Bleak teen jobs outlook: 25 percent unemployment and stiff competition

Teen jobs are hard to find as they compete with laid-off adults and fewer public-sector jobs. Some cities are raising cash to fund summer jobs.

Tony Avelar/The Christian Science Monitor
Avi Salem, 17, stocks shelves at a retail store in Los Gatos, Calif. Avi got help from a nonprofit job-placement service.
RESEARCH: Geoff Johnson, GRAPHIC: Rich Clabaugh/Staff

It's never been easy being a teenager. Now, try being a teenager looking for work.

Only 1 in 4 teens is working today – the lowest proportion since the end of World War II, according to one researcher. Although some programs are trying to help young Americans get jobs, the unemployment rate for 16-to-19-year-olds who want to work now stands at 24.2 percent, according to the May report from the Bureau of Labor Statistics, released Friday. Among African-American teens, the rate is 40.7 percent.

"I am not hesitant about calling it a crisis," says Christine Owens, executive director of the National Employment Law Project, an advocacy group.

It's a crisis with potentially important implications. When teens can't find work, they have time on their hands and can be prone to getting in trouble. One particular problem can be higher incidences of teen pregnancy. Also, in the long run, teens who don't work miss out on developing important skills for later on, such as learning to take orders from supervisors, getting along with co-workers, and coping with criticism.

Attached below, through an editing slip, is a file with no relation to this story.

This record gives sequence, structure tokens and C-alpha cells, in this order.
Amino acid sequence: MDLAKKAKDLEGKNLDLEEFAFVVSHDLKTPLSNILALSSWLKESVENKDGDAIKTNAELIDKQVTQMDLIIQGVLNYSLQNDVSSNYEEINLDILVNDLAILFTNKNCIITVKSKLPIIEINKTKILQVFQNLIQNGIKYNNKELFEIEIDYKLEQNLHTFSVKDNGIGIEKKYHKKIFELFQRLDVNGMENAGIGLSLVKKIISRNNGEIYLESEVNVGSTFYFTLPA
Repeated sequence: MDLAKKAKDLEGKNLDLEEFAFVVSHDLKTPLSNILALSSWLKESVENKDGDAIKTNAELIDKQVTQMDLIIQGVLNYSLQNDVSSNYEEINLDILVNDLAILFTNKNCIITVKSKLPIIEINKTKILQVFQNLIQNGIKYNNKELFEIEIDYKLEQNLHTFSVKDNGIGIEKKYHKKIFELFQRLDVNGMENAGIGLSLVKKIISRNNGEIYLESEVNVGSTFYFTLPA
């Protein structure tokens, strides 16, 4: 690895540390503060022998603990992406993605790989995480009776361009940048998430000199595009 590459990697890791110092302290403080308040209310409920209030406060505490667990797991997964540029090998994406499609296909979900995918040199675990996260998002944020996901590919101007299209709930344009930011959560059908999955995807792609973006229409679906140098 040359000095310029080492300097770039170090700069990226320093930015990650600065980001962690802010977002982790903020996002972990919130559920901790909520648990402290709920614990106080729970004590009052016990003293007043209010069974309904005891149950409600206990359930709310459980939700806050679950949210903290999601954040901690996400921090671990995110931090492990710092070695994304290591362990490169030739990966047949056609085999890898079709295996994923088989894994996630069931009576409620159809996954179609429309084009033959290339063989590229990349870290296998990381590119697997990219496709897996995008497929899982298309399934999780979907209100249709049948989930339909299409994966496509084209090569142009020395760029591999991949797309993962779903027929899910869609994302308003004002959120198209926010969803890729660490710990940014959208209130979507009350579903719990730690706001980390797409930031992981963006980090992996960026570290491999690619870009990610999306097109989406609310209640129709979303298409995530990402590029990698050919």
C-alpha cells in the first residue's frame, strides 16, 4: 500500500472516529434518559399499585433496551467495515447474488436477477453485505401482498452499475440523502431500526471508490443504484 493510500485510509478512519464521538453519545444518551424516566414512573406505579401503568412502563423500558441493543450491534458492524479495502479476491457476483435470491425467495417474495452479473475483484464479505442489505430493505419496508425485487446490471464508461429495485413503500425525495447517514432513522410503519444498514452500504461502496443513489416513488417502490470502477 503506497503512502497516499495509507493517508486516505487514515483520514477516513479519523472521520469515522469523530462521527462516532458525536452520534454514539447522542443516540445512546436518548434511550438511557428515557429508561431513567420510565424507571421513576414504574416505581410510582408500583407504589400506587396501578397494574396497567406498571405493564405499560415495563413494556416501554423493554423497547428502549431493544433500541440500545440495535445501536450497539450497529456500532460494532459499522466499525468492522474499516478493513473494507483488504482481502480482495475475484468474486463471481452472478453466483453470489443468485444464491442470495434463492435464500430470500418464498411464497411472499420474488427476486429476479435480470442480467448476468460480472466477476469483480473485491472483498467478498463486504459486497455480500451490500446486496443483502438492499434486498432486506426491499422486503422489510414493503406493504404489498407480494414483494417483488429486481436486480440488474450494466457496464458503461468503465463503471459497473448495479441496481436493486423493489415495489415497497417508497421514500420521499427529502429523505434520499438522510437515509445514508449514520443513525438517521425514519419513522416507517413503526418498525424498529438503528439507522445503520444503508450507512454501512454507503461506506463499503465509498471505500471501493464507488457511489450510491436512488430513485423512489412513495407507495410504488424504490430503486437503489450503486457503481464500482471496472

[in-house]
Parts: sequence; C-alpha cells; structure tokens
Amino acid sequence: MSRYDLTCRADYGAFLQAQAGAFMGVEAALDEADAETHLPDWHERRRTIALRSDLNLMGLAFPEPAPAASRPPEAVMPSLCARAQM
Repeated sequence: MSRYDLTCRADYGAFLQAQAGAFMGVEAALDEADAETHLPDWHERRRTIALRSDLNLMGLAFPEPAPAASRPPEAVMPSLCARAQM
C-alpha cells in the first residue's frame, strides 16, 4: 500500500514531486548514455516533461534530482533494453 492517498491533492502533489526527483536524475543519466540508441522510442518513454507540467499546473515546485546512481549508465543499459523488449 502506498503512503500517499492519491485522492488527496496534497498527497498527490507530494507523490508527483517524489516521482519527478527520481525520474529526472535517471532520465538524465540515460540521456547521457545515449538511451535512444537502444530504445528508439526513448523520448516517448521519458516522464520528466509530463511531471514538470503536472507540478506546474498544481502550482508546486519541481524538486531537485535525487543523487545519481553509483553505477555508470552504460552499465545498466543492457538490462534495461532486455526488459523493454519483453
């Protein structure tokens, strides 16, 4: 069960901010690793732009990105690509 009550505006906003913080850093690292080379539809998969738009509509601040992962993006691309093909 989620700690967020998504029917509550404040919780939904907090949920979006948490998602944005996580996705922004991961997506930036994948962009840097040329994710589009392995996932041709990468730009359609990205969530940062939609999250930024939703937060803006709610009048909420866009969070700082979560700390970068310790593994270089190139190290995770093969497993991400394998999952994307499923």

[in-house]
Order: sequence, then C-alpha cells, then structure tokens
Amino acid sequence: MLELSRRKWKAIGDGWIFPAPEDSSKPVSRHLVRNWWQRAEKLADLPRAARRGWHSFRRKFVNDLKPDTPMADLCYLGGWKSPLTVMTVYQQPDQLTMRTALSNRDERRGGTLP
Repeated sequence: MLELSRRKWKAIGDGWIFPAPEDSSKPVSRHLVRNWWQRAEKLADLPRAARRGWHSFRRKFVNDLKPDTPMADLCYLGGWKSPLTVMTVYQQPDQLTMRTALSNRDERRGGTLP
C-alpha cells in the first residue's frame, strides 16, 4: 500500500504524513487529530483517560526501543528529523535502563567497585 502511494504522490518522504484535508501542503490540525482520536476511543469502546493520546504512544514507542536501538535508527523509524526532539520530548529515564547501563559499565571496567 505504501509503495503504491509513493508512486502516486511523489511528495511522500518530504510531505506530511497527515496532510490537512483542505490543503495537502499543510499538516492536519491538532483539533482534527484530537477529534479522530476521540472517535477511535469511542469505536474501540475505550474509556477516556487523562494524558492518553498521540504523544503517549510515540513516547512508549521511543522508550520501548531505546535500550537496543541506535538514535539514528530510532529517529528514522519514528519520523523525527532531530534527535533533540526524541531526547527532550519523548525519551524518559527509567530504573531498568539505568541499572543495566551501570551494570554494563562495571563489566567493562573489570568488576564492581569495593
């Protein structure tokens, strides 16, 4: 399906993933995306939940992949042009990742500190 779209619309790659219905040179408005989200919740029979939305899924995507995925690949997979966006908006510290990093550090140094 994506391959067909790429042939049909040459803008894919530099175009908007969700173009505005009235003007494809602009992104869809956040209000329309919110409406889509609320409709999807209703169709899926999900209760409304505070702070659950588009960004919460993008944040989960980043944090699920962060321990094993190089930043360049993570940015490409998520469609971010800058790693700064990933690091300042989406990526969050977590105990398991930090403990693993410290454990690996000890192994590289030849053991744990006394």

"The more work experience they have, the higher the wage when they reach ages 20 to 25 years," says Andrew Sum, director of the Center for Labor Market Studies at Northeastern University in Boston. "Many employers who are hiring say the kids don't have the 'soft' skills, but the only way to get them is to be in the workforce. So not having a job today affects employability in the future."

The scarcity of jobs for teens comes at a time when many are starting to search for summer jobs. In 2009, as part of the Obama stimulus program, Congress set aside $1.2 billion for youth activities, including summer jobs. But that money is now gone.

As a result, even jobs such as working as a lifeguard are expected to be in shorter supply. For example, New York City will create 23,000 summer jobs, down from 52,000 two years ago.

Many mayors are scrambling to raise money from the private sector to fund summer jobs. In Louisville, Ky., Mayor Greg Fischer has collected $420,000 in pledges – enough money to provide summer jobs for a couple hundred kids, says Michael Gritton, executive director of KentuckianaWorks, a workforce development agency.

Using money from the US Department of Labor (DOL), Louisville also runs a KentuckianaWorks Youth Career Center, which assists teens in finding more-permanent jobs. At the center, counselors help with such skills as building a résumé, setting goals, and performing well in an interview.